It's Fall here on the top of the globe, which means that temps are getting cooler, pumpkin seems to be in everything, and apples are in season. And of course, Apple is about to drop another new upgrade to macOS: Ventura. We've been testing the new OS over the summer, and I'm pleased to report that CCC is ready to protect your data before and after you apply this upgrade – we added official Ventura support to CCC 6.1.3, which we posted back in September.
Every year we make a handful of changes to CCC to support changes that Apple makes in the new OS. We have a mixed bag this year, and I wanted to point out just a couple things that work a little differently. Overall, the changes are pretty bland, which means this article will not be very exciting. So to spice things up, I added a recipe for Pumpkin Spice Muffins at the bottom.
System Preferences → System Settings
The name change seems innocuous, but the changes that Apple made to this application are really significant. Initially I was really flustered with the new layout. I finally gave up and accepted that I'll just have to use the search bar to find things. Apple was always meddling with the order of items in System Preferences, though, and I recall feeling disoriented every year in this application. Now that I've accepted using the Search feature, I think I'm actually a bit faster at using it.
Apple introduced new privacy settings in macOS Mojave, and they've been tweaking them in every OS release. These settings have been pretty annoying for developers and users alike. Apple doesn't offer a programmatic interface for the "Full Disk Access" controls, so the best we can do is coach users through the procedure. Normally that works fine, but it was still multiple steps, and users could take a wrong turn at any of those steps.
I'm delighted to report that Apple made a modicum of improvement to this process in Ventura. They finally dropped the padlock paradigm, so pre-authentication is no longer required to unlock the settings in the Privacy panel. As a result, the procedure for granting Full Disk access to CCC and its helper tool on Ventura is now one step! When you start dragging CCC's "privacy fish", CCC will open the System Settings application and reveal the Full Disk Access controls, ready for the drop. At that point you're prompted to authenticate, and then you're done. Progress!
Yeah, "login items" – you can imagine how exciting my summer was 😉. In Ventura, Apple deprecated an older mechanism for adding login items, and replaced it with a new mechanism. Normally I don't immediately adopt brand-new features like this (because it makes it more complicated to support multiple OSes with one version of CCC), but we found that if we continued to use the old mechanism, the user would get frequent notifications that CCC had added a login item. You will undoubtedly see this barrage of notifications from other applications when you upgrade. Additionally, the notification that you see indicates the application that added the login item, not the item that would be launched on login. In our case, the login item is "CCC Dashboard", but people were being notified that CCC was added as a login item. I decided that that was annoying and misleading, so we added support for the new login item mechanism to CCC 6.1.3.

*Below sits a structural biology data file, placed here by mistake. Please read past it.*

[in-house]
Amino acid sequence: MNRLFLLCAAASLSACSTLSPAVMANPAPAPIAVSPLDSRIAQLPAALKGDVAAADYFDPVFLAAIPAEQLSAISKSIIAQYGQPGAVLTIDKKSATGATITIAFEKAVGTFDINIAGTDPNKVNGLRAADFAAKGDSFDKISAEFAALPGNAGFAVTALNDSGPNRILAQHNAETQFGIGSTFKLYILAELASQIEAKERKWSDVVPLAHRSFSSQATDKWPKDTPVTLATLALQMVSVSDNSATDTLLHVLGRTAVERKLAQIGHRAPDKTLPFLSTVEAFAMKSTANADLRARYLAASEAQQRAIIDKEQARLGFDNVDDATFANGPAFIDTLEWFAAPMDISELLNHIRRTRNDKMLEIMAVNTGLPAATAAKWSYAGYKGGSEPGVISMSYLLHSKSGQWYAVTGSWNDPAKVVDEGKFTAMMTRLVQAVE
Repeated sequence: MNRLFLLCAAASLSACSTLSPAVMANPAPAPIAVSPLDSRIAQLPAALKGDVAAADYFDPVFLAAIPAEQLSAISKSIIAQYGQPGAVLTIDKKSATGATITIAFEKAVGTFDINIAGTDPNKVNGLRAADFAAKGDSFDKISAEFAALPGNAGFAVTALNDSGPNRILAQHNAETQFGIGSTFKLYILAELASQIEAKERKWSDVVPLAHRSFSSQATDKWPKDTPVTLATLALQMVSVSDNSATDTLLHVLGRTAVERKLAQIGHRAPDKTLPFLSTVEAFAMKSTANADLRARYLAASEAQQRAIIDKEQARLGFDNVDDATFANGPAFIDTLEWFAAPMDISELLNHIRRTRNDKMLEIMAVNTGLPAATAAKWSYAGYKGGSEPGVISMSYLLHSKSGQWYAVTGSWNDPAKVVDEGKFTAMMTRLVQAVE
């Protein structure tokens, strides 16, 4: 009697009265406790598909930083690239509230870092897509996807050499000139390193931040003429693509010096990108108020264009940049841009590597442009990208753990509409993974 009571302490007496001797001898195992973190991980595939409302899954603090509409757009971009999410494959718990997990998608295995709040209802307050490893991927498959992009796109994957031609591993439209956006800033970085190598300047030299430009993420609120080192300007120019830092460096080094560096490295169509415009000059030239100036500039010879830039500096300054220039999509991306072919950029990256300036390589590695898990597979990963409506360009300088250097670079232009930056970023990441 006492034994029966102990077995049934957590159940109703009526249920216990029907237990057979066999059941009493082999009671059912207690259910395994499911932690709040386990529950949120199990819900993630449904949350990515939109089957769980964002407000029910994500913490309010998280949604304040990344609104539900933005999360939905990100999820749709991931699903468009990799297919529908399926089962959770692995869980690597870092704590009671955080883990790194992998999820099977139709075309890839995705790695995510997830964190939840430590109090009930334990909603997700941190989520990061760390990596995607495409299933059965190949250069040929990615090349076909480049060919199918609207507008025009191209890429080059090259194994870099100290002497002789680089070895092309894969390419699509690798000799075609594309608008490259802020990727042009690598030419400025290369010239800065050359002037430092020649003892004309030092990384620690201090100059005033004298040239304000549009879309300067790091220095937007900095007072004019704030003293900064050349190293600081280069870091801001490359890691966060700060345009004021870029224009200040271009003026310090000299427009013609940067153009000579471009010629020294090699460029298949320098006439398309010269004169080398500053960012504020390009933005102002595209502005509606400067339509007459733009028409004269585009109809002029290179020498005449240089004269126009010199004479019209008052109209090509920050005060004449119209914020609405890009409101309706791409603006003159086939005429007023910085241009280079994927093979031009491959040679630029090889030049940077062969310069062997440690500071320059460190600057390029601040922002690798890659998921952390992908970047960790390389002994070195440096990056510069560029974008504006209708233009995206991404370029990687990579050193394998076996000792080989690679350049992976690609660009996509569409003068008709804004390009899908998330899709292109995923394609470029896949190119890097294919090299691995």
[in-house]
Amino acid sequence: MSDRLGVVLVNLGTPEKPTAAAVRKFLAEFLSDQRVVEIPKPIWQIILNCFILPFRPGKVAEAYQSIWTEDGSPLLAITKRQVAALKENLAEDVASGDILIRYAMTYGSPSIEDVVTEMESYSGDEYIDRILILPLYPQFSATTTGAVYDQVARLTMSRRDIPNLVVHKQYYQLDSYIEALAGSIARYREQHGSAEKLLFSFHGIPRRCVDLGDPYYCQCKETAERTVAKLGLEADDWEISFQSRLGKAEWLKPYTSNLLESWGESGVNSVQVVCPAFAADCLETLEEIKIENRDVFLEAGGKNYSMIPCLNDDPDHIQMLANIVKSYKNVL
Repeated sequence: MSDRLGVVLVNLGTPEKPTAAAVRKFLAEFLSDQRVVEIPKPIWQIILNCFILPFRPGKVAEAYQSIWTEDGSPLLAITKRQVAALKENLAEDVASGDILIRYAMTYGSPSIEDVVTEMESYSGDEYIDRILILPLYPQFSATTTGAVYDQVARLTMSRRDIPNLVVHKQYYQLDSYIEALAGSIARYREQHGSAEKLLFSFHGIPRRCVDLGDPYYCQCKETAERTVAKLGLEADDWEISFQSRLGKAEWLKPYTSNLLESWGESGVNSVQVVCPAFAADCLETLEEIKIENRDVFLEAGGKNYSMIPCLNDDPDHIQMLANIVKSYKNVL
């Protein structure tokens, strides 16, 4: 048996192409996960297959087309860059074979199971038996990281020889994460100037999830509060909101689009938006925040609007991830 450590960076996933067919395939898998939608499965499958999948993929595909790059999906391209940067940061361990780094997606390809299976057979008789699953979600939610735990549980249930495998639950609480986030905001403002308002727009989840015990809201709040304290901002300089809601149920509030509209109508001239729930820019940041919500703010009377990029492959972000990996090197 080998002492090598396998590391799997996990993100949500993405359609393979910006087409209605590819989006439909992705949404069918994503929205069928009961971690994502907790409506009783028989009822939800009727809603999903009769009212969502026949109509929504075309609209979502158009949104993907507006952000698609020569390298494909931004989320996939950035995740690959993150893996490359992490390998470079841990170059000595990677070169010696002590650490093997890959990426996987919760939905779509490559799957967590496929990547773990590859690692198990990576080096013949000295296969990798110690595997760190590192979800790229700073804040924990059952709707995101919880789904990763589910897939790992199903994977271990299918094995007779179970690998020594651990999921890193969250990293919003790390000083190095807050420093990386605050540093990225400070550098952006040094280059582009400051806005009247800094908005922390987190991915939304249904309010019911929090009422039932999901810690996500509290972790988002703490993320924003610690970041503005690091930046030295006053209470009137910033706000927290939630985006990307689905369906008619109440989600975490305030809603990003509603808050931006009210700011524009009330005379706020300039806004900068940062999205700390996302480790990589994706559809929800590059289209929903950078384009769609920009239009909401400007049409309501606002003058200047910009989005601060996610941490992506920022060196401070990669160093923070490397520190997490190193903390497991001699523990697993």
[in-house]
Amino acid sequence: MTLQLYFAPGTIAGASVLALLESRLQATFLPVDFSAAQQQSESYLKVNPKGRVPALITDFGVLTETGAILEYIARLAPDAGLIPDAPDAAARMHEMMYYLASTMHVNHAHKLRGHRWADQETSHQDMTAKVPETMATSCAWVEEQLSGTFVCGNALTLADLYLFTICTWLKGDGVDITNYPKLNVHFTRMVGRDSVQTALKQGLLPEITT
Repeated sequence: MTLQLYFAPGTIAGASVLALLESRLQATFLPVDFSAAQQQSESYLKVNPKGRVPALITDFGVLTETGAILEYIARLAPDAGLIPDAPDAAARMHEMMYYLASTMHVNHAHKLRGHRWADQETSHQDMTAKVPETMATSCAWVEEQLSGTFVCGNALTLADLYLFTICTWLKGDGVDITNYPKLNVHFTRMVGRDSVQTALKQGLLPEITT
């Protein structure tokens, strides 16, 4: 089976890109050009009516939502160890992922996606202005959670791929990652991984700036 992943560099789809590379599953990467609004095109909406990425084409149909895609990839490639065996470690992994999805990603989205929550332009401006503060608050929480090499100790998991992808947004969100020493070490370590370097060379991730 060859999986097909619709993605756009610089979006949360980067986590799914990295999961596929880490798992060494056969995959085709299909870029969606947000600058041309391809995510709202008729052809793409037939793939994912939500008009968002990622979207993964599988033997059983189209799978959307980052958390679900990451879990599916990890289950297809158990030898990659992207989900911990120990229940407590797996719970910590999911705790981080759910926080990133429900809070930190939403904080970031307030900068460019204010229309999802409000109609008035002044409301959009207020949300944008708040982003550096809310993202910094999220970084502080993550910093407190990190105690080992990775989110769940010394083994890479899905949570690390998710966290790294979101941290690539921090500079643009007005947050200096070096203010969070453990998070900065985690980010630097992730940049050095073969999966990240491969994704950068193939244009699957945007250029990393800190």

(When) Should I upgrade my Mac to Ventura?
If your Mac is less than five years old, then upgrading to Ventura makes sense – in general, it makes sense to keep your Mac's software up to date. When you apply the upgrade, however, is an important decision to make. Upgrades can be disruptive, so we recommend that you wait a few weeks for the digital dust to settle, and that you set aside some time for the procedure in case it involves more than just updating the OS (e.g. updating or upgrading your productivity applications). We offer some guidance for this decision and navigating the upgrade process here:
Best practices for updating your Mac's OS
Pumpkin Spice Muffins
Any OS upgrade is going to be more palatable with this seasonal treat. This is my kids' favorite, they've literally come to tears over these muffins. You can use canned pumpkin puree, or roughly half of a baked pie pumpkin (pureed). The pumpkin really comes through in this one!
- ½c AP flour
- 5T sugar
- 1t pumpkin pie spice
- Pinch of salt
- 4T melted butter (unsalted)
Combine the dry ingredients, add the butter, mix and break up the chunks to <= pea size. Add a bit more flour if the topping isn't breaking up enough; it should be crumbly.
- 2½c AP flour
- 2c sugar
- 1T pumpkin pie spice
- 2t baking powder
- 1t kosher salt
- 1c pumpkin puree
- 8T melted butter (unsalted)
- 2 large eggs
- 2t vanilla extract
- ¼c milk
Preheat the oven to 350°, spray a 12-cup muffin pan with oil (especially the top – we don't want the crumb topping to stick). Muffin papers are optional.
Whisk the wet and dry ingredients in separate bowls. Combine, distribute evenly into 12 muffin cups (should come to the top of each cup). Press ~1T of topping onto the top of each muffin. Bake for 25-30 minutes. The topping should just start to turn golden, and a toothpick should come out cleanly.